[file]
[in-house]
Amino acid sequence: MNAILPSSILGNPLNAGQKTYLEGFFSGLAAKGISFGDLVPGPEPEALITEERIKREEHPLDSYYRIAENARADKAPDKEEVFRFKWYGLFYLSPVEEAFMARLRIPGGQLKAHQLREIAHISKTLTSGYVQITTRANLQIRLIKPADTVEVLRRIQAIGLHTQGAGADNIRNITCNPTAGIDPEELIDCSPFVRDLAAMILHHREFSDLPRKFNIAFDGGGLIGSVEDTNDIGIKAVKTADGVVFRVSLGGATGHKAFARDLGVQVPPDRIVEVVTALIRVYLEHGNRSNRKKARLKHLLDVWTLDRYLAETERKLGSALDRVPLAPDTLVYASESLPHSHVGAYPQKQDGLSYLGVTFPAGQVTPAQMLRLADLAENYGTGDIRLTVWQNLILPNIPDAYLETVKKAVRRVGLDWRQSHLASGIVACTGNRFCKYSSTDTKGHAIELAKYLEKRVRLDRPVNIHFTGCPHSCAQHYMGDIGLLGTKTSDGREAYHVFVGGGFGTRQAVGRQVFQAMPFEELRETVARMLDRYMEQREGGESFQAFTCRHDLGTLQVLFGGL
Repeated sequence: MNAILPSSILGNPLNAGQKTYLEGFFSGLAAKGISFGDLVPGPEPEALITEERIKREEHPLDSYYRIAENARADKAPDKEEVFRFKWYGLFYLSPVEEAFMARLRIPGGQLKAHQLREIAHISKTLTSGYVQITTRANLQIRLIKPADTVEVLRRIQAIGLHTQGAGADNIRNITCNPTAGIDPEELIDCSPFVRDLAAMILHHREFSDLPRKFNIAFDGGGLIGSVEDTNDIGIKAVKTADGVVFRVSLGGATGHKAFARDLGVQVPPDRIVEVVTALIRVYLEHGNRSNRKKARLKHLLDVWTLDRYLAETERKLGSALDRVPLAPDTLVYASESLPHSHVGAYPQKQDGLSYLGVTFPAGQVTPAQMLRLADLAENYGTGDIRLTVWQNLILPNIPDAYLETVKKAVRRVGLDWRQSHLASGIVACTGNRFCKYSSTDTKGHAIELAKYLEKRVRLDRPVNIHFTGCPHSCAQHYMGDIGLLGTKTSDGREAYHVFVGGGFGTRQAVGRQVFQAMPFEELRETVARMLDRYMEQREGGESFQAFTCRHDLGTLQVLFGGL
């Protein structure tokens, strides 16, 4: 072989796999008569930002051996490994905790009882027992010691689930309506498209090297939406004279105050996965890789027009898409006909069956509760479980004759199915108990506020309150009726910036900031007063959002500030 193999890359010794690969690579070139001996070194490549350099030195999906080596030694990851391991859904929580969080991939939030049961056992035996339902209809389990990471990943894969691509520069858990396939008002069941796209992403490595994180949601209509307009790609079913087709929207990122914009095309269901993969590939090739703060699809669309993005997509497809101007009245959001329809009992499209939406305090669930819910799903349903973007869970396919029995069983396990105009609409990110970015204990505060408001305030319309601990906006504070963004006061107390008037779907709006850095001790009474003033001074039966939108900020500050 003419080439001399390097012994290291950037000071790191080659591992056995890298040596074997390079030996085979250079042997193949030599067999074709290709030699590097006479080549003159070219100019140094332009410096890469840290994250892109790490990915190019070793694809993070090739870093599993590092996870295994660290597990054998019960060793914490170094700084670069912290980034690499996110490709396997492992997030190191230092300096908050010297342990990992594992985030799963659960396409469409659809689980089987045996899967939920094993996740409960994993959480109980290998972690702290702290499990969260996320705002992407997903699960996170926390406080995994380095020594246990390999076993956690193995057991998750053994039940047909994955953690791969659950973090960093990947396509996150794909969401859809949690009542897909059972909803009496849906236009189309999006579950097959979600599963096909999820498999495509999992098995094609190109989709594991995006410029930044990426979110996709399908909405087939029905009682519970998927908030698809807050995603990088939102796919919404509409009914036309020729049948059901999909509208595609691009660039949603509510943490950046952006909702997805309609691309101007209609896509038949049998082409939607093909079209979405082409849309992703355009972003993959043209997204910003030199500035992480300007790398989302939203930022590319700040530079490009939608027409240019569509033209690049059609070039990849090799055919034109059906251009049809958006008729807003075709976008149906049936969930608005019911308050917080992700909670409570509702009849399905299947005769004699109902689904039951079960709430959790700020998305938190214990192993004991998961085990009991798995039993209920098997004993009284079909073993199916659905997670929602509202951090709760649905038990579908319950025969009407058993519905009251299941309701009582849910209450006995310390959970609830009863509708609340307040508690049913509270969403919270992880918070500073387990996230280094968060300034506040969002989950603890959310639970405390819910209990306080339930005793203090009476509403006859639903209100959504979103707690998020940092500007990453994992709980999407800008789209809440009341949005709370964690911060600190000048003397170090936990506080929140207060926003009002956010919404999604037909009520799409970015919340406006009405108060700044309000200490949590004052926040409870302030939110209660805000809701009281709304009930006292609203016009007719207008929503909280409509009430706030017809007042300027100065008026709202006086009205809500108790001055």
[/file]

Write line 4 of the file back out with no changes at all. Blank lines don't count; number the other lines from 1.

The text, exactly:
């Protein structure tokens, strides 16, 4: 072989796999008569930002051996490994905790009882027992010691689930309506498209090297939406004279105050996965890789027009898409006909069956509760479980004759199915108990506020309150009726910036900031007063959002500030 193999890359010794690969690579070139001996070194490549350099030195999906080596030694990851391991859904929580969080991939939030049961056992035996339902209809389990990471990943894969691509520069858990396939008002069941796209992403490595994180949601209509307009790609079913087709929207990122914009095309269901993969590939090739703060699809669309993005997509497809101007009245959001329809009992499209939406305090669930819910799903349903973007869970396919029995069983396990105009609409990110970015204990505060408001305030319309601990906006504070963004006061107390008037779907709006850095001790009474003033001074039966939108900020500050 003419080439001399390097012994290291950037000071790191080659591992056995890298040596074997390079030996085979250079042997193949030599067999074709290709030699590097006479080549003159070219100019140094332009410096890469840290994250892109790490990915190019070793694809993070090739870093599993590092996870295994660290597990054998019960060793914490170094700084670069912290980034690499996110490709396997492992997030190191230092300096908050010297342990990992594992985030799963659960396409469409659809689980089987045996899967939920094993996740409960994993959480109980290998972690702290702290499990969260996320705002992407997903699960996170926390406080995994380095020594246990390999076993956690193995057991998750053994039940047909994955953690791969659950973090960093990947396509996150794909969401859809949690009542897909059972909803009496849906236009189309999006579950097959979600599963096909999820498999495509999992098995094609190109989709594991995006410029930044990426979110996709399908909405087939029905009682519970998927908030698809807050995603990088939102796919919404509409009914036309020729049948059901999909509208595609691009660039949603509510943490950046952006909702997805309609691309101007209609896509038949049998082409939607093909079209979405082409849309992703355009972003993959043209997204910003030199500035992480300007790398989302939203930022590319700040530079490009939608027409240019569509033209690049059609070039990849090799055919034109059906251009049809958006008729807003075709976008149906049936969930608005019911308050917080992700909670409570509702009849399905299947005769004699109902689904039951079960709430959790700020998305938190214990192993004991998961085990009991798995039993209920098997004993009284079909073993199916659905997670929602509202951090709760649905038990579908319950025969009407058993519905009251299941309701009582849910209450006995310390959970609830009863509708609340307040508690049913509270969403919270992880918070500073387990996230280094968060300034506040969002989950603890959310639970405390819910209990306080339930005793203090009476509403006859639903209100959504979103707690998020940092500007990453994992709980999407800008789209809440009341949005709370964690911060600190000048003397170090936990506080929140207060926003009002956010919404999604037909009520799409970015919340406006009405108060700044309000200490949590004052926040409870302030939110209660805000809701009281709304009930006292609203016009007719207008929503909280409509009430706030017809007042300027100065008026709202006086009205809500108790001055």